7. In a recent thread, some members mentioned that conversions of Maccann to Haydet duet system had been done by Dana Williams and the late Neville Crabb. I found this intriguing, given the cost and wait-times of concertina-reeded Haydens, and would like to hear more about this! Inventor noted that wooden-end models are easier to convert than metal: does that imply that the conversions involve actually relocating buttons? To maintain the revertability of the conversion, is it possible to just leave the buttons in place and work the Hayden layout into the existing configuration as best as possible? Another member had noted that 6-across doesn't give one the full isomorphism of the Hayden, but then again even the extensive 52b Beaumont only has one row of seven on the right, and I've rarely found that limiting since I don't play in the deeper flat/sharp keys as much as Bb/F/C/G/D/A Is this an extensive and complex process that involves modifying the reedpans, or is it a pretty straightforward matter of playing mix-and-match with reeds of approximately similar size that can drop into each other's chambers? Any notion of what current luthiers might be able and willing to do such a conversion?
  8. I'd thought of getting a Maccann converted to Hayden before, but hadn't seen much discussion of such before. Any reason I shouldn't start a thread in the tech subforum about this? I already bug Greg enough as it is, but if this is doable I'd love to get a little 39b or 46b Maccann converted. Maccann have six buttons across, which is just what Hayden needs, but the downside is that the rows are often not straight, and also instead of being staggered the 5ths would be right above one another, which isn't insurmountable but not as convenient as "fourths are up and left, fifths are up and right" of standard Hayden.
  9. As mentioned above, Gary Coover's new book of Civil War Concertina, which has accompanying videos online, this this favorite of mine: http://www.youtube.com/watch?v=wCPG9hItLTU Then of course there's the online Playing the Anglo Concertina in Bush Music Style. For Irish, back when I was messing with Anglo I looked around for similar resources, and wasn't finding as much as I like. My vague impression is that 20b Irish players are people that already play Irish on another instrument, or are kind of self-taught. I can try to dig around, because I might have some older posts on Cnet where I compile links to earlier dicussions about 20b concertina. At some point I'd made a list somewhere of famous 20b Irish players, most notably Kitty Hayes. Between Cnet and the ITM forum The Session, there are a scattering of good threads at least discussing 20b Irish, "along the rows", etc. I believe County Clare being the center of what remains of that tradition. Dan Worrall did some research and interviews/recording on the topic in Clare, the Irish German Concertina Project, resulting in a recent album of pre-Hill style playing. Even though I don't play Anglo now, I do have friends I've gotten into playing 20b, and I for one would certainly enjoy seeing more books or online tutorials showing folks how to play Irish on 20b. In the meantime, I'd imagine just picking some tunes that don't have a C# in them, and just feeling them out by note "along the row" would at least get you started. So pleased to see you've found yourself a good solution at attainable price, and are drawn by the minimalism of the smaller Anglos.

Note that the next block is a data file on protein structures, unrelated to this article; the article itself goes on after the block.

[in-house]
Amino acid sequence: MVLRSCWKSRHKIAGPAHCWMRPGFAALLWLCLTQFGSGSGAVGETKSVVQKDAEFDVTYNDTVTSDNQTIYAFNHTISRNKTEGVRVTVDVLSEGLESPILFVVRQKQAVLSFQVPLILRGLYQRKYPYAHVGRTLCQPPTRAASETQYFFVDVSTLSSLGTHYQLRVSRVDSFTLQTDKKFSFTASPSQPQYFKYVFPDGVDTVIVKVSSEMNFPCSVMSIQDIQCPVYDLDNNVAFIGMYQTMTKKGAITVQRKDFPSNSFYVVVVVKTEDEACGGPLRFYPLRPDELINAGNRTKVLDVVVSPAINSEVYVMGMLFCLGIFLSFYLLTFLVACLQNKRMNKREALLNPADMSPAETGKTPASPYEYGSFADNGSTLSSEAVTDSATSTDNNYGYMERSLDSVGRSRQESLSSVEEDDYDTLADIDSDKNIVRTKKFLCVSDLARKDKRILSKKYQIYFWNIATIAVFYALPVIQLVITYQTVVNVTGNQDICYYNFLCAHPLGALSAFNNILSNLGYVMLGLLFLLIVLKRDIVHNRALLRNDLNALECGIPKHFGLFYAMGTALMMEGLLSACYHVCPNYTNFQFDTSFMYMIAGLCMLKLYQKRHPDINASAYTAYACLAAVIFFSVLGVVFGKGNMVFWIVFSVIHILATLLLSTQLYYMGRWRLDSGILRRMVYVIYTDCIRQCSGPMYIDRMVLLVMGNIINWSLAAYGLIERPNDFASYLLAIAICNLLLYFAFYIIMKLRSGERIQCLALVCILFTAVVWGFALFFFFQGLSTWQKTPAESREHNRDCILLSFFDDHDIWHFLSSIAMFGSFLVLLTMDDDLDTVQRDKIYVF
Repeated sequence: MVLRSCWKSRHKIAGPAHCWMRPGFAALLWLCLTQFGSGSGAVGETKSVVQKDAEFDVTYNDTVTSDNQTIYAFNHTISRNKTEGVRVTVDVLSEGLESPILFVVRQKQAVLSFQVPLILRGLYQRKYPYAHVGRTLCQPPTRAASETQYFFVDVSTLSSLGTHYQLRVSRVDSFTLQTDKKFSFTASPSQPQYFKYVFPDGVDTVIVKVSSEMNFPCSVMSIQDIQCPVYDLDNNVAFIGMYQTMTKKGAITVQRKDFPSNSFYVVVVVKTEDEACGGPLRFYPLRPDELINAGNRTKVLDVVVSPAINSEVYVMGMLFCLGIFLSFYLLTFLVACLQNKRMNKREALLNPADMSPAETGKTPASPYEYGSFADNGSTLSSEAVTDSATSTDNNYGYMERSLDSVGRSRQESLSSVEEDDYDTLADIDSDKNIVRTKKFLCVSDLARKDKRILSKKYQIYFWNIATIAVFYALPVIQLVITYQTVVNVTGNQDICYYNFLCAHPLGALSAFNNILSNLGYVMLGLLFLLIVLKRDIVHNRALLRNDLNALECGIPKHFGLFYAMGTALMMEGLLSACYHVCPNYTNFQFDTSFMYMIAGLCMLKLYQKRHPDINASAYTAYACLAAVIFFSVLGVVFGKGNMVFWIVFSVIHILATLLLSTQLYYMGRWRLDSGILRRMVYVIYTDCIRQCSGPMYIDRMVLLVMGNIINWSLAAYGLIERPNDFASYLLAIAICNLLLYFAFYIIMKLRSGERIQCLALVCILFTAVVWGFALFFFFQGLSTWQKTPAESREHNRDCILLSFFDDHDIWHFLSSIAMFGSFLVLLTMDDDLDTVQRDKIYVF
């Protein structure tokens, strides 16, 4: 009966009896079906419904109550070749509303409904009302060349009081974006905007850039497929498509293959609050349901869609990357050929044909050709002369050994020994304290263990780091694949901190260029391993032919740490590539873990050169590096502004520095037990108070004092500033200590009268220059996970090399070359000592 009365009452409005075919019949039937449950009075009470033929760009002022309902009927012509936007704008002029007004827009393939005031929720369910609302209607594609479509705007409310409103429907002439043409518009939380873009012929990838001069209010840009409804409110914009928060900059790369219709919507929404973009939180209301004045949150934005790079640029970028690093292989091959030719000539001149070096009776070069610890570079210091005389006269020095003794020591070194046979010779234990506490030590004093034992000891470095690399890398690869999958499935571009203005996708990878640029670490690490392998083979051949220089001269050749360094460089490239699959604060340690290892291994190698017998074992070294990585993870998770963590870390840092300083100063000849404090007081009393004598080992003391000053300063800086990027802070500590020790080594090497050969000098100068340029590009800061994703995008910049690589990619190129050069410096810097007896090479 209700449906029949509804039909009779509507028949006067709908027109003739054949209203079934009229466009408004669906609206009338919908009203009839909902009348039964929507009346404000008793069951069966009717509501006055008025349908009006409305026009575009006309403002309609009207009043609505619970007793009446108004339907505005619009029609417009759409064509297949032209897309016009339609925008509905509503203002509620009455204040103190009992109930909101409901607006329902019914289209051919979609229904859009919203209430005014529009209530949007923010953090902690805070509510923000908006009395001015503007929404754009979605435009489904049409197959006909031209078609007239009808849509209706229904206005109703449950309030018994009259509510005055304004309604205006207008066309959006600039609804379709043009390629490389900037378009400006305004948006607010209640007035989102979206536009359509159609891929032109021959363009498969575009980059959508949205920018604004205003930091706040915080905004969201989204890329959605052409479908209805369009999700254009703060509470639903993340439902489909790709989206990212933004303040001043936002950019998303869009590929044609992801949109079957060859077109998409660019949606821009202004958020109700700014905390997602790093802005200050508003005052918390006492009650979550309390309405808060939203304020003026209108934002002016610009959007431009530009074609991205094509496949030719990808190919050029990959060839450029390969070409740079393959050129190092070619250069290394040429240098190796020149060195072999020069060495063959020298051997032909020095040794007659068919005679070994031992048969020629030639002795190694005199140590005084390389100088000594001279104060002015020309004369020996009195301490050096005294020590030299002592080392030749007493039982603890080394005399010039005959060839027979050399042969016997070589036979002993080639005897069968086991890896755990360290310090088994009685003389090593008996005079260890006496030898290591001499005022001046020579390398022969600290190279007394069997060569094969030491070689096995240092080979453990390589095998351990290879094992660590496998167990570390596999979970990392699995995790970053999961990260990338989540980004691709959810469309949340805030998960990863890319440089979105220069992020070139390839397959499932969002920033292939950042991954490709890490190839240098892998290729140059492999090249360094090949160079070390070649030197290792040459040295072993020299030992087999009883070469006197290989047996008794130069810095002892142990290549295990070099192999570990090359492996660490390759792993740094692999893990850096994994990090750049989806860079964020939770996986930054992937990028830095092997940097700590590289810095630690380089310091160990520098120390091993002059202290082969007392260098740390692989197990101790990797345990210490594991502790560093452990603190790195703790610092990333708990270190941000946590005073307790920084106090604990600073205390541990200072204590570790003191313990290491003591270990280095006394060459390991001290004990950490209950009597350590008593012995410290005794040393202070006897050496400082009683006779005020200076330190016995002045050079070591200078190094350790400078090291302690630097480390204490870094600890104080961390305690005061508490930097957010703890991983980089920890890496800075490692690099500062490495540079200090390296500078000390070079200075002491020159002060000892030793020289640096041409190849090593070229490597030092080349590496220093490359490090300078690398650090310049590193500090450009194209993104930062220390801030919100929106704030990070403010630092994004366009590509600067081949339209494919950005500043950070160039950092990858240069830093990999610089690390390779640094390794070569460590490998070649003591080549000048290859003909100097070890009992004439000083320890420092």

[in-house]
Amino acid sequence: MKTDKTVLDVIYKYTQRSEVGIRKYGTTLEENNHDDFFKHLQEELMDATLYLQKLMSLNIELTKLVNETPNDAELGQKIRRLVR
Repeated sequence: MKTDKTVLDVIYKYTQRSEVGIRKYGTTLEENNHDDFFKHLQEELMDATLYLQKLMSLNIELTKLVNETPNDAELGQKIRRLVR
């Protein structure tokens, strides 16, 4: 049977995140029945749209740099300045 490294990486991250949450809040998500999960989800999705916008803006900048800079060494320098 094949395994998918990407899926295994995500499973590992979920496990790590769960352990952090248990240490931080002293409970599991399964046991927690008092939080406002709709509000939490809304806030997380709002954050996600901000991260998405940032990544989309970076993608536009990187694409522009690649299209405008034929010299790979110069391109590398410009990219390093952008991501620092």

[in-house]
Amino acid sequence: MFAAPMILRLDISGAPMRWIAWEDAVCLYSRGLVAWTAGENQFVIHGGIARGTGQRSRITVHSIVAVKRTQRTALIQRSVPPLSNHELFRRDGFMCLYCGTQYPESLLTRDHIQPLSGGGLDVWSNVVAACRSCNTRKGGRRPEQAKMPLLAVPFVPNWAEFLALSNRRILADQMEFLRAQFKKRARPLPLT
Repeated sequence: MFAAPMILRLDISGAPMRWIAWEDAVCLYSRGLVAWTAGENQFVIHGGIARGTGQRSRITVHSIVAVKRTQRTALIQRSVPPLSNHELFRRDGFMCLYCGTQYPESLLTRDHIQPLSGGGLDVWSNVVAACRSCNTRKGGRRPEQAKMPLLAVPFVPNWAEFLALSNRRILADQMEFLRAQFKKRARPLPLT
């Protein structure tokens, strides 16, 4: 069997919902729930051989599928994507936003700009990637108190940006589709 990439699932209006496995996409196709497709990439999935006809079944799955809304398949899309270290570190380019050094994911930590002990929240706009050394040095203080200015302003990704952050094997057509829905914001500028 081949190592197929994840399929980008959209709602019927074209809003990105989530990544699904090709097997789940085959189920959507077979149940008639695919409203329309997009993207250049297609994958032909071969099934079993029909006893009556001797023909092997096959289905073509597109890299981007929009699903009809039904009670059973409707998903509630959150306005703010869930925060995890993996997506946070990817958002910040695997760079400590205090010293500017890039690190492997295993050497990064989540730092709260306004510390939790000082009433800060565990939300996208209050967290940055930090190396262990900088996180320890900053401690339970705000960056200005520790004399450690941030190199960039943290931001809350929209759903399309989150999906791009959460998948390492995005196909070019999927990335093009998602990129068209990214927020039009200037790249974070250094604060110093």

10. Good luck with your 20 buttons concertina hunting! Please once you find one let me know here or by PM what you got and how much you paid, if you don't mind. I'm really curious about the market for 20 buttons... Azalin, have you contacted Greg Jowaisas down in the US? He's the fellow I got my 20b from, and he had a pretty cool selection, as well as some 22/24/26b Anglos that were pricier than 20b but notably less than 30b, and presumably 95% sufficient for Irish trad. I don't know if it'd be cost-effective for John to order from Greg, but Greg does have afaik a solid understanding of customs/import issues for various countries, and at least in some cases vintage concertinas can qualify for reduced customs fees in some circumstances. Failing that, for John I'd reckon there must be a good scattering of 20b Anglos floating around, given its past relative popualrity and the relatively niche (or so I would assume) popularity of Bush concertina these days.
  11. Since you are interested in doing some Irish tunes within the key limitations of 20b C/G, you may find interesting this 2003 thread where a member analyzed a tune archive of Irish music and concluded that 40% of Irish tunes in said collection could be played without any missing notes on a 20b C/G. The thread has some other useful commentary on the 20b in Irish, and is part of the reason I got said Jones 20b, though again I eventually settled on Duet concertina to be able to do more organ/keyboard-esque stuff. Other Irish Music Stats: 20-button V. 30-buttonStarted by caj, Dec 15 2003 08:04 PM http://www.concertina.net/forums/index.php?showtopic=490